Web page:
Part of my childhood I had spent in Balasore, Orissa. In early 1960s, Balasore used to be a small town. We were staying in a big house. Local people called the house “rajbari”, a palace by implication. Some palace it was. We occupied the first floor. Floor had three rooms with wall to wall French windows. There was a large living room which was most likely designed to entertain guests. From the living room one could have a grand view of the play ground and distant highway. There was a terrace that was encircling the standalone palace. One could sit or walk on the terrace and enjoy the transition of afternoon into evening.
Our relatives from Kolkata, those days Calcutta, were not very excited coming to Balasore. My cousins thought it was boondocks. My uncles were concerned about cost of travel. In those days we were not well off. Family travel used to be considered a luxury. So one day, when I heard that my grand mother and my uncle, elder brother of my father, will be visiting us, I was really excited. In addition, my grand mother was also bringing her “guru dev”, I shall refer to him as dadu, from now on. My grand mother and my mother had been initiated in japa yoga by dadu. Dadu was coming to initiate my education, by offering a prayer to mother Saraswati, the goddess of learning. In our mother tongue, it is called “hate khari”, literal translation meaning introduction to pen. Since, not many people visited us, I was counting days before their arrival. My mother was also excited. She left no stone unturned to keep the household tidy and tiptop.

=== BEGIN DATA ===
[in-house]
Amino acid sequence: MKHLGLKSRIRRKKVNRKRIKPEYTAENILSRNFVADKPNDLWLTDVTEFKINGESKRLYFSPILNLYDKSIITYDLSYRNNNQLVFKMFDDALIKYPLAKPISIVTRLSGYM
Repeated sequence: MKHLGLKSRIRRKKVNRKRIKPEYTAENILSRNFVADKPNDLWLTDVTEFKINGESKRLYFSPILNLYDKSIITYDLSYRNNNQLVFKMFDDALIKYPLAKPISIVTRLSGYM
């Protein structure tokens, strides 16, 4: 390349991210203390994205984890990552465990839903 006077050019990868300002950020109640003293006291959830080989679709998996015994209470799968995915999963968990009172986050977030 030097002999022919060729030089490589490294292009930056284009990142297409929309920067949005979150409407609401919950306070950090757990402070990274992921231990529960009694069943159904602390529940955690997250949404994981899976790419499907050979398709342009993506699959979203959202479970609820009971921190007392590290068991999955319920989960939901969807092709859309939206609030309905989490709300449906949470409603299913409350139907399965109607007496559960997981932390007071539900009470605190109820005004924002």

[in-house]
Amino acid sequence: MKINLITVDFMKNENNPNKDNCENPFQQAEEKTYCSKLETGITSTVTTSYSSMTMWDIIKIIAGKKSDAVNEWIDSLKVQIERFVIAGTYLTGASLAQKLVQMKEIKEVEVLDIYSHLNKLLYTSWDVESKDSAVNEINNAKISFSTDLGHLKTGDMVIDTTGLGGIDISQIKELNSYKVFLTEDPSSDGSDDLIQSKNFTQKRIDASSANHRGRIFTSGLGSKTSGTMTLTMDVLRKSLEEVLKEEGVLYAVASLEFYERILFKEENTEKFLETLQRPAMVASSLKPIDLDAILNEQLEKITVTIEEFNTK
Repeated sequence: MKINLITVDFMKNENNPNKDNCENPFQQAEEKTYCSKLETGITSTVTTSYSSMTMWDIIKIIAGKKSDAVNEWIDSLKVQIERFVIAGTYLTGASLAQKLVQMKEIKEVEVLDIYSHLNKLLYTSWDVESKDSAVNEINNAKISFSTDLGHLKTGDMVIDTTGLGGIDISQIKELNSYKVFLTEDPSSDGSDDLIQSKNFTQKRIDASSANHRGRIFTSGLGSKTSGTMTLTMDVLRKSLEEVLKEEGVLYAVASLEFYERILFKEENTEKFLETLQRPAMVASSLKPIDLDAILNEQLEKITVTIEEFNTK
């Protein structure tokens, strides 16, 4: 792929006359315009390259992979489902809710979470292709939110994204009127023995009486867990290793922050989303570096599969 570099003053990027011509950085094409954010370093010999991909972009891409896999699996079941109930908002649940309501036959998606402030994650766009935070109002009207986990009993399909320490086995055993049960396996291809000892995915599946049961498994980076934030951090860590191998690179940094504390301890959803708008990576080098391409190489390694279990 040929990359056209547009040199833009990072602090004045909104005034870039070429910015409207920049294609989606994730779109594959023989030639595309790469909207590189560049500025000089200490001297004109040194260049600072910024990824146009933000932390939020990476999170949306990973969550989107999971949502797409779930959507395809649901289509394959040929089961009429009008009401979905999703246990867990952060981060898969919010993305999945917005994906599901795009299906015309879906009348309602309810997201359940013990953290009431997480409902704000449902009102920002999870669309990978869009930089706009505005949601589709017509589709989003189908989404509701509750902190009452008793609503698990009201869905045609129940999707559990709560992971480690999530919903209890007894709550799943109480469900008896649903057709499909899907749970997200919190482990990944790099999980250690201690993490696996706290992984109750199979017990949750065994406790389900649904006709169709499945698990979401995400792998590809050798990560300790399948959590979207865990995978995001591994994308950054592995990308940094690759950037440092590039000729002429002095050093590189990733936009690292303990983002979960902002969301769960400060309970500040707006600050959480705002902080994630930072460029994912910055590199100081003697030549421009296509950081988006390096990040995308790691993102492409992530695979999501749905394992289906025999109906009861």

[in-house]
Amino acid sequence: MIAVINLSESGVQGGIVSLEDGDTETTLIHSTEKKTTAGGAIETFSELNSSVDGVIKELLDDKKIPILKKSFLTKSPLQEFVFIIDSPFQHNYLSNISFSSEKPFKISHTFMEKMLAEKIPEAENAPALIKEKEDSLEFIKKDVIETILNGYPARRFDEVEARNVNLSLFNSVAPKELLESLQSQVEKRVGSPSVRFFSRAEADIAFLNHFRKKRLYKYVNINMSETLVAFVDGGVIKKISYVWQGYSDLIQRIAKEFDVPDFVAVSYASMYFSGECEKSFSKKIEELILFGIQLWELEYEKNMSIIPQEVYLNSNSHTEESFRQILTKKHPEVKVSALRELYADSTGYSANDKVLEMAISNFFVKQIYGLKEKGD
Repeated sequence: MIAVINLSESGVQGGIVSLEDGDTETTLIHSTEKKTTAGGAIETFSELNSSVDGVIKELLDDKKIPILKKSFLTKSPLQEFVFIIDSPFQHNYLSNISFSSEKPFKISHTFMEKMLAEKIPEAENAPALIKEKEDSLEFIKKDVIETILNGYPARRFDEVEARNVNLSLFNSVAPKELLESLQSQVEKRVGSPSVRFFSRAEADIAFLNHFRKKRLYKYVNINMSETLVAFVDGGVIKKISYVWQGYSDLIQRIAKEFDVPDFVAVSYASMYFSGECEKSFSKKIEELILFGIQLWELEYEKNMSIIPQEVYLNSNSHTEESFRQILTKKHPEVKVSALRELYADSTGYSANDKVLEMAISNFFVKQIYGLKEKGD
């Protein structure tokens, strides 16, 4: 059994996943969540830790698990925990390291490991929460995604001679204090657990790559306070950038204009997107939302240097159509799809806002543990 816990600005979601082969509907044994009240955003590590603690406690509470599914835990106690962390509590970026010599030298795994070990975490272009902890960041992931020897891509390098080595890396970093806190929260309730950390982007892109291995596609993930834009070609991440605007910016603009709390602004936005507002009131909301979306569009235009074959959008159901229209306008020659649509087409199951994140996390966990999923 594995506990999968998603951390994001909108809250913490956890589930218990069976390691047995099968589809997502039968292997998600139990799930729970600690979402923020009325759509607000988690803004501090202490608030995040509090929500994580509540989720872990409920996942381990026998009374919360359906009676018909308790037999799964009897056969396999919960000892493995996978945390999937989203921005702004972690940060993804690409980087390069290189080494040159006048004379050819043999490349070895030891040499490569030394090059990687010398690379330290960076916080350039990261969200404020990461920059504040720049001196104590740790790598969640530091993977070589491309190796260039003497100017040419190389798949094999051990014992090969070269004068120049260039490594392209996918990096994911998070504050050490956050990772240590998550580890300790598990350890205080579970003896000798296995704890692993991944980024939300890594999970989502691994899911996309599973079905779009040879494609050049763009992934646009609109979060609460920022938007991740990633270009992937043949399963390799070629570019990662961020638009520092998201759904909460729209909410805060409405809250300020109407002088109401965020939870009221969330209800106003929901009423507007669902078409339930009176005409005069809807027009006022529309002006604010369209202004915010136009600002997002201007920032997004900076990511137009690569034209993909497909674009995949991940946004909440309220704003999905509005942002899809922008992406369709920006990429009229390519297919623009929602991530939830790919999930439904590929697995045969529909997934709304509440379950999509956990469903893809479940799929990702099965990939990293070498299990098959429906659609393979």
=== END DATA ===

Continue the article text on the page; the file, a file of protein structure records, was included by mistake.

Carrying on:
Puri passenger from Kolkata, used to arrive in the evening. By the time they arrived at rajbari, our home, I was fast asleep. I was hardly four that time. Also, rajbari had no electricity. So sleep used to be very inducing. Anyway next morning when I woke up, our home had taken a festive atmosphere. Spacious living room was transformed into a seat for dadu.
I was introduced into the room, after I had taken bath and worn new clothes. There were several people seated at the feet of dadu. There were relatives and neighbors. Everyone was meditating. Room had a divine atmosphere. Aroma of freshly cut flowere was mixing with scent of incense stick. Camphor was burning at the feet of deity.
That day, me and several other kids from neighborhood, were introduced to education under blessing of dadu. My uncle wrote a letter in my native language on a slate. I was asked to repeat it several times by running chalk over the alphabet. The morning ended for me with a sumptuous breakfast and blessing of dadu. It was long time ago, but the atmosphere and aroma still lingers.